Last weekend as I was cruising the Homer Spit’s cleaning tables to see what was flopping on the cutting counters, I came across a surreal scene.
One of the semi-enclosed structures was packed with what turned out to be a bunch of friends (not mine) from up north who were doing a Freddy Kruger number on a bunch of carcasses that, once, might have been reds.
I won’t get into a social distancing discussion here, but let’s just say a French kissing contest would have produced more spacing.
Other than being concerned about getting too near to what could have been a COVID spawning ground, I was stunned at the skill level of the knife wielders. There didn’t seem to be any. They were leaving enough meat in the gut bucket to start a restaurant while looking like a frenzied mob in a Whack-A-Mole contest.
I must admit that they were having a great time and openly admitted that only two of them had ever filleted a fish. It was hard to tell which two because they all came across as equally inept as they pounded as much brew as they did fish.
I stood there for a moment pondering how much things have gone sideways since that nasty COVID-19 bug popped up. Normally, I or one of my piscatorian pals would have offered some tips to those filleting impaired visitors but, nowadays, this gray-haired dude wasn’t about to go near them without deep-sea diving gear and a flame thrower. So, I left them alone to bag their catch with ice cream scoops.
The experience brought back a distant memory about visiting a fish processing station under different circumstances and times.
Again, I was out poking around the Spit when I noticed a small group of people watching two elderly and highly skilled ladies produce fillets that were nothing short of fine art.
They were beautifully disassembling a pile of nice Chinooks in less time than it took the guys next to them to pick out which end of the fish they wanted to start on.
I remembered easing up to a gentleman who was bagging the primo fillets and whispered, “Those women are incredible.” “Suppose so,” he groused. “You shoulda seen ‘em roll when they were in their mid-60s.”
I never ran into the filleting Ninjaettes again, but I’ll never forget watching those septuagenarians deftly manipulate their wicked-sharp blades in ways that would make Bruce Lee drool. Unfortunately, memory-wise, the same goes for those weed-whacking partiers last week.
Now it’s time for the fishing report for the week of Aug. 11-17.
Dolly fishing on the lower Kenai Peninsula roadside streams, including the Anchor River, has remained poor to just a bit better than that.
In the Anchor, it looks like the dollies have moved up to around Blackwater Bend. The river has been running at a healthy level with pinks as abundant as ticks on a Texas boar. The good news is that there are some reports of silvers being taken with eggs being the preferred early morning meal.
Coho fishing has been lame but, hopefully, the larger tides next week will light a fire under their anal fins and they’ll start to roll into the streams. That is, if they can mug their way through the chaotic stampede of hapless humpies.
Cross your fingers and try fishing a small piece of cured eggs under a bobber near the mouth of the Anchor River or Deep Creek. It seems to be working so far.
The Ninilchik River has had decent counts of silvers through the upper weir, so there may be be some action waiting for you in the lower 2 miles that are open to salmon fishing. By the way, if the egg presentations bomb out, the coho can be suckers for flashy spinners.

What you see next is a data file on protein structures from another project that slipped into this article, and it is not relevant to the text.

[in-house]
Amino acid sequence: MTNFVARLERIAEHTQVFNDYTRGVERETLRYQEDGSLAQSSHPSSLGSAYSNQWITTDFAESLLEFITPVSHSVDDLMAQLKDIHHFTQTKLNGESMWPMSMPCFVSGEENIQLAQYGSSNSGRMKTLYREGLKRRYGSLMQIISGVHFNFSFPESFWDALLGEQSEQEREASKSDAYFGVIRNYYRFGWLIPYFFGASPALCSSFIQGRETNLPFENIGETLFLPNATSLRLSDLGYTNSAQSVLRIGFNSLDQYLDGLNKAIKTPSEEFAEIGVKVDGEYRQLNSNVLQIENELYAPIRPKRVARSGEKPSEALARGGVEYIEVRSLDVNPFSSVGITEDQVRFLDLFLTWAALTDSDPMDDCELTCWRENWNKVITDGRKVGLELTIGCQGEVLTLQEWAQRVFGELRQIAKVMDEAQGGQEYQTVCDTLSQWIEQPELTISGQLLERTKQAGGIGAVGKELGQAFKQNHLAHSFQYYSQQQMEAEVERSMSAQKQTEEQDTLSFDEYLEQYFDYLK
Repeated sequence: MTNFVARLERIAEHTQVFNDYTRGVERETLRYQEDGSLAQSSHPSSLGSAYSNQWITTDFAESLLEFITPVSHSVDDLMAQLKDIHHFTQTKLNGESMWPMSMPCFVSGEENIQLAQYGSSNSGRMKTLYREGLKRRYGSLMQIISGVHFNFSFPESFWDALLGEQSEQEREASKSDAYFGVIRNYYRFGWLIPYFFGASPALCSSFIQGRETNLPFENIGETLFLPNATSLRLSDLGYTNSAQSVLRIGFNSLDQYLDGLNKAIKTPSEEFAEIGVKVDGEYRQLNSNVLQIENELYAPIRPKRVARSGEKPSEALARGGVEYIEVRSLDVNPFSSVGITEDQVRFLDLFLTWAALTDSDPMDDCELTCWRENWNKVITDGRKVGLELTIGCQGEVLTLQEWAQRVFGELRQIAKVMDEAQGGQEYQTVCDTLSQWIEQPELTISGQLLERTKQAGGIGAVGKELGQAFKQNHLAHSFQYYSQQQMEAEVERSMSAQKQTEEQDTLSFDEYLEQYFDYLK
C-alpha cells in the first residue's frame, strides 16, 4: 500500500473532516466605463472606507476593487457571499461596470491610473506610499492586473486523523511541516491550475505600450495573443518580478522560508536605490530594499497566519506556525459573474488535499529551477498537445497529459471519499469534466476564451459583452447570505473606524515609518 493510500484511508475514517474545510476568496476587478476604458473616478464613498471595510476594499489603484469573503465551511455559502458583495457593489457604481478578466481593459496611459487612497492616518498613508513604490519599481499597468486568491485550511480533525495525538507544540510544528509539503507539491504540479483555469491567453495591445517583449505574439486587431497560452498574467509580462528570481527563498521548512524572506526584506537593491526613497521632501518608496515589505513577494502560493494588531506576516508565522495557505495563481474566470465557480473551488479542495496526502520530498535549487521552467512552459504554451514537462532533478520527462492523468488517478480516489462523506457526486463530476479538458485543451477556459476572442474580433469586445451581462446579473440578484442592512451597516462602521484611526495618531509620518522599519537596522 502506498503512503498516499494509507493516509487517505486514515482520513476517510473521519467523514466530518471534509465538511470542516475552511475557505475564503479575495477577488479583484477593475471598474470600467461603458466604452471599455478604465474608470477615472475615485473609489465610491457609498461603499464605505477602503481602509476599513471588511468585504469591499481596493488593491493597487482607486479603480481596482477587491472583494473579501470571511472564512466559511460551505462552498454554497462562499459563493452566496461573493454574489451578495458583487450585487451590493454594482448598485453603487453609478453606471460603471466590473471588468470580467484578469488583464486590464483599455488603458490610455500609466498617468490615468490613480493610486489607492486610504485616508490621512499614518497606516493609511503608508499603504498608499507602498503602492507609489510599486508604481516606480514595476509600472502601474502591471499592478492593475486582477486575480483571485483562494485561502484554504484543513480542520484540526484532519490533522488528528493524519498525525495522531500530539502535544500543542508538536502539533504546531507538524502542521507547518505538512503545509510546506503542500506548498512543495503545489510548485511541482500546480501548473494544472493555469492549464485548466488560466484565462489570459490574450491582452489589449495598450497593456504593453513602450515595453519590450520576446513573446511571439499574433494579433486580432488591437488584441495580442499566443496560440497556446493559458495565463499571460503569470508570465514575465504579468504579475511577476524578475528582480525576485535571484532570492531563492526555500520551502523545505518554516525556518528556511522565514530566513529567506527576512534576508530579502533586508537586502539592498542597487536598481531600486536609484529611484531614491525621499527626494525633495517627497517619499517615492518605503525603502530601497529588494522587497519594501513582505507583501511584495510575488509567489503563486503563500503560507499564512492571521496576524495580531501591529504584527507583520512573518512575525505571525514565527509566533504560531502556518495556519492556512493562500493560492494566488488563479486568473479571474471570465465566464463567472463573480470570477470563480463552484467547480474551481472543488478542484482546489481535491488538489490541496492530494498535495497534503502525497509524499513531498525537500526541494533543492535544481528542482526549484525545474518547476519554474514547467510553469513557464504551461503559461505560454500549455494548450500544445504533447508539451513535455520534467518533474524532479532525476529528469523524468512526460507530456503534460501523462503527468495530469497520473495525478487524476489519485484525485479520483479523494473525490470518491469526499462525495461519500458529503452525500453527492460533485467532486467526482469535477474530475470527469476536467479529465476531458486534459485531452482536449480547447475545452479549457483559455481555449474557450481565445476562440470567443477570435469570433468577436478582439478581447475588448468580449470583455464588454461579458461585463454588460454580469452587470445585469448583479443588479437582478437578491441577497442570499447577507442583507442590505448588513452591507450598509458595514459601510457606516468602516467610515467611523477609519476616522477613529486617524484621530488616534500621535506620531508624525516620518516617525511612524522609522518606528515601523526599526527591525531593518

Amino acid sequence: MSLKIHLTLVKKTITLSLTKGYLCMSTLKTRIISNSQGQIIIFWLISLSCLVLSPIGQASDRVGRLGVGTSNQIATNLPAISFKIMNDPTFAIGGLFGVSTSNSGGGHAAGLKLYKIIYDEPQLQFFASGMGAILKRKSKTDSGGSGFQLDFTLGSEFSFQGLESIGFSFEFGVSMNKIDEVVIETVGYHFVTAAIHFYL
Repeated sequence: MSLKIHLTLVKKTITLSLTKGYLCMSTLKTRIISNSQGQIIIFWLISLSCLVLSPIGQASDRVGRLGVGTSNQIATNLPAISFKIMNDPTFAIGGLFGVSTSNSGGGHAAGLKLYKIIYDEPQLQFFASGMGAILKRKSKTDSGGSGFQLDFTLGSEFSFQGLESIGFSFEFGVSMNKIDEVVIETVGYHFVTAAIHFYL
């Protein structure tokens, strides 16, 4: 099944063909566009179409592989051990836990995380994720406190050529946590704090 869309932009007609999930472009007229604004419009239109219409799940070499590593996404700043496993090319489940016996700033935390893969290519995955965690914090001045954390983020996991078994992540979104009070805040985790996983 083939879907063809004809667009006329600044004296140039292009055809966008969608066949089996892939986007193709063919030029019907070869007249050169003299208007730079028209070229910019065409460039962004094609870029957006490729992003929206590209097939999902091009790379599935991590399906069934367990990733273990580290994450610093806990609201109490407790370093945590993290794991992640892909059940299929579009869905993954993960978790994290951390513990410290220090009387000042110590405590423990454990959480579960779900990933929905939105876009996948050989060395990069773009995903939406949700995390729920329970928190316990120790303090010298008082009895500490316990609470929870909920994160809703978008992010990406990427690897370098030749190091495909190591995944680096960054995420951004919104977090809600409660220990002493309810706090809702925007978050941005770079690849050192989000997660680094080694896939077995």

Coho counts on the Anchor River are now on the Fish Counts website at http://www.adfg.alaska.gov/sf/FishCounts.
Good halibut takes remain the special of the day around most offshore locations and many of the flats are carrying impressive poundage. If the thought of some fresh beer-battered halibut fires up your salivary glands, but you’re short a boat, call one of the fine charters available in Homer, Anchor Point and Ninilchik.
Trolling for silvers remains pretty slow in Kachemak Bay and Cook Inlet.
Coho fishing in the Nick Dudiak Fishing Lagoon is rather grim, but the tight liners and treble-hook snaggers are hanging in, so there must be something going on. When they and the seals finally skulk off, you might as well pull a tarp over the pond. For those trying to do the right thing, keep working the outside of the lagoon on the start of the outgoing tide and the inside entrance when the water begins its return to the interior. Eggs or herring under a bobber are still your best bet.
Chinook trolling has been unreliable, but hunters are still taking some blackmouth in most locations around Kachemak Bay and Cook Inlet, including south of Bluff Point and Point Pogibshi.
Heads up — the Kachemak Bay Coho Salmon Gillnet Fishery kicks off at 6 a.m. on the first Monday or Thursday following Aug. 15 to 6 a.m. on the last Wednesday or Saturday before Sept. 16. You do the math.
Fishing can only occur during open fishing periods from 6 a.m. Monday to 6 a.m. Wednesday and from 6 a.m. Thursday to 6 a.m. Saturday. The fishery closes by emergency order when 1,000 to 2,000 coho have been harvested.
Check out all the requirements of this fishery on page 15 of the South Central Alaska Sports Fishing Regulations Summary because I’m tired of typing everything out for those of you too lazy to look stuff up for yourselves.
Emergency Orders: Southern Area
Emergency Order 2-RCL-7-03-20 and 2-RCL-7-04-20 closed all eastside Cook Inlet beaches to clamming for all species from the mouth of the Kenai River to the southernmost tip of the Homer Spit in 2020.
For the latest fishing report and emergency orders from the Northern Area, visit https://www.adfg.alaska.gov/sf/FishingReports/.
Until next week …
Nick can be reached at firstname.lastname@example.org if he still isn’t trying to shake the visual of the whackaholic chop-a-thon last week.